The instructions below assume that we create this search form after having first created the Authors datasheet described in the preceding section. Completing that example creates a database connection, such as the one named Pubs, on the Web site that we can reuse.
  1. With your cursor resting in a blank page, choose Insert | Database | Results to start the Database Wizard.
  2. In the Step 1 dialog box, select the Use An Existing Database Connection radio button and pick Pubs (or whatever you named the connection from the prior example) from the drop-down control. Click Next to exit the dialog box for Step 1.
  3. Click Next again in Step 2 to select automatically the Authors table as the data source for the search form.
  4. On the Step 3 dialog box, click More Options. In the More Options dialog box, click Criteria and then click Add in the Criteria dialog box. In the Add Criteria dialog box, select State from the drop-down Field Name control and click OK three times to return to the main Step 3 dialog box.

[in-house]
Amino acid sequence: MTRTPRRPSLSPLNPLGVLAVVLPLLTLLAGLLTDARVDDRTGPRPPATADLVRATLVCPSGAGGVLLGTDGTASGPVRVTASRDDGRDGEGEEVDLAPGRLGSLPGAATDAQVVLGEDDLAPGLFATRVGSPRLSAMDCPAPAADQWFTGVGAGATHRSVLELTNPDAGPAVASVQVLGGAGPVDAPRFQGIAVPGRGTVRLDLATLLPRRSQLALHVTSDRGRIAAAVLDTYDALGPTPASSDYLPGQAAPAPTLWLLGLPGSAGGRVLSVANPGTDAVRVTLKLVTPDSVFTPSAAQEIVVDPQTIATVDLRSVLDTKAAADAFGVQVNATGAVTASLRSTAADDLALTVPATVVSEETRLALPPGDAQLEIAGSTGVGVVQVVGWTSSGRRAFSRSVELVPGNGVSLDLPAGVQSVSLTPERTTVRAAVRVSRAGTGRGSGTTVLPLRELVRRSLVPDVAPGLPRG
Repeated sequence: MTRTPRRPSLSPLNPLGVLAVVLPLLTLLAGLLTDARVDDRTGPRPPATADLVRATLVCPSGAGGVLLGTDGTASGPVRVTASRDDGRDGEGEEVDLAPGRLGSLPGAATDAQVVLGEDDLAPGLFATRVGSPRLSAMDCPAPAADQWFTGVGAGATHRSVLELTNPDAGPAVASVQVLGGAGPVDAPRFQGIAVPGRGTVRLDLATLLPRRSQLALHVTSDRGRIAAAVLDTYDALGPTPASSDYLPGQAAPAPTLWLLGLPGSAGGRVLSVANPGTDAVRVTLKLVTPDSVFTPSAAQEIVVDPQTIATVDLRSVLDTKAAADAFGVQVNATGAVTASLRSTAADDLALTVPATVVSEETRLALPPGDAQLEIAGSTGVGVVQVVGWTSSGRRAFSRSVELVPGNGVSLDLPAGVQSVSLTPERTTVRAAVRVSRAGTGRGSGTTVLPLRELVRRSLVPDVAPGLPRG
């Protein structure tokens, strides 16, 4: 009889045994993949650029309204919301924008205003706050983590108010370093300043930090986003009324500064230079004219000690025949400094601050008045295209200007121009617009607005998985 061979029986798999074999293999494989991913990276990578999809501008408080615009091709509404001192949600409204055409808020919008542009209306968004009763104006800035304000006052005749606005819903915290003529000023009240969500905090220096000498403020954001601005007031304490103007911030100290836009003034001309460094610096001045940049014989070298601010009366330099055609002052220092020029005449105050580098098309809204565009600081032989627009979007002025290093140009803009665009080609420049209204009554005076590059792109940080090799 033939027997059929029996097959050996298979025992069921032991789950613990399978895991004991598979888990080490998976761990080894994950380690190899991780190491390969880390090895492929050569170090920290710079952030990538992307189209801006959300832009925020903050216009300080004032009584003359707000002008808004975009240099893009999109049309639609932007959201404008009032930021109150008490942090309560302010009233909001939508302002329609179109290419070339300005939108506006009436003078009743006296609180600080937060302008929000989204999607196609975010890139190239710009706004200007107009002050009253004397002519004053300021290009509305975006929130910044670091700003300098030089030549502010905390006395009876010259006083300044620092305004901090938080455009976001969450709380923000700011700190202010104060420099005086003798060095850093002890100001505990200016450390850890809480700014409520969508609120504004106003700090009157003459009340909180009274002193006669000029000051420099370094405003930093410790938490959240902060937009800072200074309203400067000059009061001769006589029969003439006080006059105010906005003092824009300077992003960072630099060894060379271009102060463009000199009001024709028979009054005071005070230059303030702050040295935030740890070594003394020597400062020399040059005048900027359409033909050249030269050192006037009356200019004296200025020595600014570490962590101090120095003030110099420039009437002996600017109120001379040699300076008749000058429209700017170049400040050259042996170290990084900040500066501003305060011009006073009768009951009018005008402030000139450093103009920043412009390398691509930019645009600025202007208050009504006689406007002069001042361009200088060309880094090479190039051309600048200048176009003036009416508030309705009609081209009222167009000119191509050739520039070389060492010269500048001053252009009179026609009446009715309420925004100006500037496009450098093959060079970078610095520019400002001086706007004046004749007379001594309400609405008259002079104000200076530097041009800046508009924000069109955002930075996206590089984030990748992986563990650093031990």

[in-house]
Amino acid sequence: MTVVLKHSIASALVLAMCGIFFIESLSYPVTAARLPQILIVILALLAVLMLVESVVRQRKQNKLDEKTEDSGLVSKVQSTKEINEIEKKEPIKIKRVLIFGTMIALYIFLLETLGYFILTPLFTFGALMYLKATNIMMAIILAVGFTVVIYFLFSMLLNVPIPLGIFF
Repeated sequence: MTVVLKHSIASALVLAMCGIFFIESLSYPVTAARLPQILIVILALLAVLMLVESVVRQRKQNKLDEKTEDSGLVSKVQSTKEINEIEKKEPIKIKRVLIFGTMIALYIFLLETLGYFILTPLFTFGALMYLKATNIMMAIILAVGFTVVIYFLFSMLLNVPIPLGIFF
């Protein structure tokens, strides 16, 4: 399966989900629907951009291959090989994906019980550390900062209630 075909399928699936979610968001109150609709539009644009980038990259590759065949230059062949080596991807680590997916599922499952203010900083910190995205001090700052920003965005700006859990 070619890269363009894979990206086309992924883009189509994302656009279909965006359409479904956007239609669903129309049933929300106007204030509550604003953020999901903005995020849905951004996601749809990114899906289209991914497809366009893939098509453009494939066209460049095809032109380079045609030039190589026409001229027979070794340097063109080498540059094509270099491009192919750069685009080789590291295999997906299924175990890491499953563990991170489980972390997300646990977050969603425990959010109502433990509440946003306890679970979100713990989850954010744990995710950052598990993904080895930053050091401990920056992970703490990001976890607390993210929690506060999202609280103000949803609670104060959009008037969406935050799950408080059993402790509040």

5. Complete the search form steps by clicking Next in the dialog boxes for the third and fourth steps. Then, click Finish in the Step 5 dialog box.

As with the preceding example, you need to save the page before you can test it in a browser. Give the page a name, such as authors_search_form. FrontPage will automatically assign an .asp extension. After saving the Web page, you can open it in your browser and test your search form. Figure C shows CA entered as a criterion. Notice that all the records on the second page of the Authors datasheet are from the state of California. Contrast this with Figure B, which shows a datasheet for all the authors. Notice that its second page starts with an author from Kansas.

Figure C
A custom Web search form allows users to enter criteria you select in the Database Wizard.


Creating a drop-down box to select an author by state
The FrontPage Database Wizard is also handy for creating a drop-down control on the Web page. As with the datasheet and search form, there is no need for programming. Furthermore, you can overwrite the text box for a criterion on a search form by cutting and pasting the drop-down control created with the wizard over the text box. This enables the specification of a criterion on a search form with a drop-down control.